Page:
Opinion: The PACE program may provide a pandemic lifeline for businesses, nonprofits and private schools: Travis County Commissioner Brigid Shea and County Tax Assessor-Collector Travis, Bruce Elfant advocate for a clean energy agenda – Chronicles

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Two major disasters this year have left many businesses, nonprofits and private schools wondering how to pay for improvements to their buildings.

The pandemic has increased the need for improved ventilation for cleaner air, and the February freeze has prompted many homeowners to switch to green or energy-efficient solutions. The question is: how can they afford it while the economy is still recovering from the pandemic?

Travis County has created a fundraising program that offers help. Clean Energy Rated by Property (PACE) provides a pandemic lifeline that can make buildings more efficient, healthy and / or resilient while reducing operating costs through its special funding method.

Loan applications are submitted prior to the improvements or retroactively, the latter provided that the applicant can demonstrate that the intention of the improvements was to increase energy efficiency, create a healthier building or reduce the environmental impact, like saving water. These loans offer 100% low initial interest rates and long-term repayment, typically 20 to 30 years, through a real estate appraisal. They literally pay for themselves.

Here’s how PACE works:

• A business owner or non-profit is requesting long-term private funding for energy or water conservation improvements.

• Private lenders review and approve the financing request. No public funds are used.

• The applicant must agree to a voluntary assessment imposed on the property under a written contract with Travis County.

• Applicant’s assessment payments are calculated to be offset against the cost savings of their funded project.

• The appraisal has the same legal priority as a property tax and this is what qualifies the applicant for long term, low interest rate financing that is not available in traditional markets.

In February 2016, the Beth Israel Congregation of Travis County secured the first PACE loan in Texas to upgrade the boilers and energy efficiency of their school building. The synagogue saved enough money on utility bills to cover the cost of the loan.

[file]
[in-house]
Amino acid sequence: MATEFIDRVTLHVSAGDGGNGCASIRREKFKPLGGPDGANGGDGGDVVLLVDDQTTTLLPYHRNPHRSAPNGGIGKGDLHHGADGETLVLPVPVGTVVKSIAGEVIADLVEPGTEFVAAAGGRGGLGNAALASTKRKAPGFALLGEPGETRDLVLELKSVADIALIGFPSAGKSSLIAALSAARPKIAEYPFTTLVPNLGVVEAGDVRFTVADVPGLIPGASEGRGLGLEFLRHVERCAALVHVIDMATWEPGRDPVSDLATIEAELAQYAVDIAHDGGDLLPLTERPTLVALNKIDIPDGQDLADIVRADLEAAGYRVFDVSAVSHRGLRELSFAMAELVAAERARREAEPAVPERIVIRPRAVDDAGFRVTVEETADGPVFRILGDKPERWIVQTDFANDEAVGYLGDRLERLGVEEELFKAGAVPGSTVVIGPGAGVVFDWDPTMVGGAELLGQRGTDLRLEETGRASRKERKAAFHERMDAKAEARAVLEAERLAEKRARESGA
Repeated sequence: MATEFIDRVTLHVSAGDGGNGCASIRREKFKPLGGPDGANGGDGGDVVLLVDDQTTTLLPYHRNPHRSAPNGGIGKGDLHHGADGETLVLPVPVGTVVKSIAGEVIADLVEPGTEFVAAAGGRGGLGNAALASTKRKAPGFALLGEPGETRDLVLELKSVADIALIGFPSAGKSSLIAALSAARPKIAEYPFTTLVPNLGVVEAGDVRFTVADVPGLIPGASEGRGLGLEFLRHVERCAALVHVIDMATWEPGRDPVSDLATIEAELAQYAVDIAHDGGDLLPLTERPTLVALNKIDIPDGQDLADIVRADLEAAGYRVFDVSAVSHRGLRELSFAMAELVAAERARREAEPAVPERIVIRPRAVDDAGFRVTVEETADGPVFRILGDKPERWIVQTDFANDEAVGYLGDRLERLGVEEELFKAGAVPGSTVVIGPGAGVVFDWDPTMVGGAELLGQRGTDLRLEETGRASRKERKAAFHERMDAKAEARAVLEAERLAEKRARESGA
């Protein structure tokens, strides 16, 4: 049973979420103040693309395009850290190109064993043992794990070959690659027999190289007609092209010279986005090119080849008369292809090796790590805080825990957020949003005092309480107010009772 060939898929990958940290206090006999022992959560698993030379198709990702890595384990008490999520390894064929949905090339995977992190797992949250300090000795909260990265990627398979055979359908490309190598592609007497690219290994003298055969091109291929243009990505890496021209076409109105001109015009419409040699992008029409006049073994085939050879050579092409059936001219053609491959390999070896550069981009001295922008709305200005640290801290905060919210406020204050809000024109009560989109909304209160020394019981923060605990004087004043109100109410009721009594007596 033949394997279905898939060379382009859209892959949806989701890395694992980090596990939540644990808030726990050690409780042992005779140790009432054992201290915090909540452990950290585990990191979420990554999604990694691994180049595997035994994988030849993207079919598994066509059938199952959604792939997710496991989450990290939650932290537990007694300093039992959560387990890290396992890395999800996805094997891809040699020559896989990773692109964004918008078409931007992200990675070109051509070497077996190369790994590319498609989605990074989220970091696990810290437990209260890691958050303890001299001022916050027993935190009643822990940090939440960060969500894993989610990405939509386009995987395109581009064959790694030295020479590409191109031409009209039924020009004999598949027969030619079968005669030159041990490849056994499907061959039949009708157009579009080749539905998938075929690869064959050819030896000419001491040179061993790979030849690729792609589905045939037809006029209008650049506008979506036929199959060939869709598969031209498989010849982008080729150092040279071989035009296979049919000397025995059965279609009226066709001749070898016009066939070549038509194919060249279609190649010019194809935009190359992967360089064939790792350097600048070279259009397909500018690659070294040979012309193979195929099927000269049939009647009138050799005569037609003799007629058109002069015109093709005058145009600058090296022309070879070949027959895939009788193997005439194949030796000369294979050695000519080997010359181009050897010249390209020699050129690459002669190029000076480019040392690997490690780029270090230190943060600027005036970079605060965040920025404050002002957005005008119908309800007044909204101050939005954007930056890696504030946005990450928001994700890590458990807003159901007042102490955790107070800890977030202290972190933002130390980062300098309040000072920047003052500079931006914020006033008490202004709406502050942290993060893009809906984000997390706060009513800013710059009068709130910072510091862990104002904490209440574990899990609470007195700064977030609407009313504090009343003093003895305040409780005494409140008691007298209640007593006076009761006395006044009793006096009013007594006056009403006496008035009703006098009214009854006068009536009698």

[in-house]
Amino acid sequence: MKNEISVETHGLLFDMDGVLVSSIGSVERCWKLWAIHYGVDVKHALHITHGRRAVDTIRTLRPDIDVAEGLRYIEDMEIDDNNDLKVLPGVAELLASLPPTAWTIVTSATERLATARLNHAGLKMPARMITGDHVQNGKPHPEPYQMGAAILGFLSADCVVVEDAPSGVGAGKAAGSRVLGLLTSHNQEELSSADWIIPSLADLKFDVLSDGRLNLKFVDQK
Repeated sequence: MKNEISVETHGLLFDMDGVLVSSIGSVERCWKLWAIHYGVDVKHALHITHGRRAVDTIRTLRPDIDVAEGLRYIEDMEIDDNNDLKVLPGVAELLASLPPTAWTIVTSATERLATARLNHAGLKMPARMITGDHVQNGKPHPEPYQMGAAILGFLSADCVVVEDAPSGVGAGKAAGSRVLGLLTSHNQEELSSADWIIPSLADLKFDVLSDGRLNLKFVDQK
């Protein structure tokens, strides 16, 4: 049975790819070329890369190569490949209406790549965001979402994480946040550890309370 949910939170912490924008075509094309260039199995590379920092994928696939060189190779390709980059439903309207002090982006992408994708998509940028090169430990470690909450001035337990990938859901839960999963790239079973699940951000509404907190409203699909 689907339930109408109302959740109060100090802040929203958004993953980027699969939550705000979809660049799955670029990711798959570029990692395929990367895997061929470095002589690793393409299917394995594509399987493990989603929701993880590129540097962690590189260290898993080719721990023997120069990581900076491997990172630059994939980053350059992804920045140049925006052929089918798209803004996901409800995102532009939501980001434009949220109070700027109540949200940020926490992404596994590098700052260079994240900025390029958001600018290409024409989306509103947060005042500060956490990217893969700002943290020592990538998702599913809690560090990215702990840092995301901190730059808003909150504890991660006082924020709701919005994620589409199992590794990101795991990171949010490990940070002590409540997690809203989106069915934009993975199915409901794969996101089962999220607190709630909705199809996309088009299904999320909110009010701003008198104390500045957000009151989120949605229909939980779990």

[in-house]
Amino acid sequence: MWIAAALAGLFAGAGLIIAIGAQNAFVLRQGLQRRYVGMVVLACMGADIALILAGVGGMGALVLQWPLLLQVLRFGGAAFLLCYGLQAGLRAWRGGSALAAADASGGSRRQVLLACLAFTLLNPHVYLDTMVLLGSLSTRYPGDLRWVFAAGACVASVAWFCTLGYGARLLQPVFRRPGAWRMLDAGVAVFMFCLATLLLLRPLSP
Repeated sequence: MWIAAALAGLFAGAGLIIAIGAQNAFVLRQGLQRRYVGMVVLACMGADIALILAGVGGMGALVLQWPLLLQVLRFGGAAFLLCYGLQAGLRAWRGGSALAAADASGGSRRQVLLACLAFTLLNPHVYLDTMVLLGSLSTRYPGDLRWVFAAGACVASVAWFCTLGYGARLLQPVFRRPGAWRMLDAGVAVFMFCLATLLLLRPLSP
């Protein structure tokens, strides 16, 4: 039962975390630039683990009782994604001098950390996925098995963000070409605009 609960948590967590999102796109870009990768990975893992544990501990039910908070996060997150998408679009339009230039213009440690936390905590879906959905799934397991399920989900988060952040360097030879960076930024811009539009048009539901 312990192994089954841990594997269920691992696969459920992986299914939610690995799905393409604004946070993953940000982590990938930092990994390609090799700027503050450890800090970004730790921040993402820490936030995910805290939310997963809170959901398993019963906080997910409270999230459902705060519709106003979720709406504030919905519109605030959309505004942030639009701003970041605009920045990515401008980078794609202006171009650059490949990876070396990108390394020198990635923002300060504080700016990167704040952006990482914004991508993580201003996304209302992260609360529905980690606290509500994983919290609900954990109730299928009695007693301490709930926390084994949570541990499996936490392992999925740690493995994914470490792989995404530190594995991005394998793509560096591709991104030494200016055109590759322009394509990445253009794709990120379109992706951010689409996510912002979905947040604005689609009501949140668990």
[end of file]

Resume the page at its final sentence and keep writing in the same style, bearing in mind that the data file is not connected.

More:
There are many enhancements businesses can use PACE for, including:

• Heating, ventilation and air conditioning (HVAC) systems

• Low flow plumbing

• Insulation

• Roof

• Solar installations

• LED lighting

We are aware that many companies are suffering as a result of the pandemic, but they may be able to make improvements that will lower their operating costs under this program. If there is a small ray of light, the decrease in the number of internal customers due to COVID-19 can offer businesses and nonprofits the opportunity to initiate improvement projects with minimal disruption to business. clients. This can be a lifeline in the event of a pandemic.

We encourage businesses and nonprofits to take advantage of Travis County’s PACE program to reduce operating costs while reducing energy and water waste without disrupting cash flow. If this is not the time for your business, please consider using PACE for future projects. To learn more about the PACE program, including how businesses are using it to reduce costs, visit texaspaceauthority.org.


This was co-authored by Travis County Commissioner Brigid Shea, a well-known environmental activist, and Travis County tax assessor-collector Bruce Elfant, who championed the clean energy program assessed by the property to help businesses find solutions for energy patches.

The the Chronicle accepts submissions of opinion pieces on any topic in the community. Find guidelines and advice at austinchronicle.com/contact/opinion.


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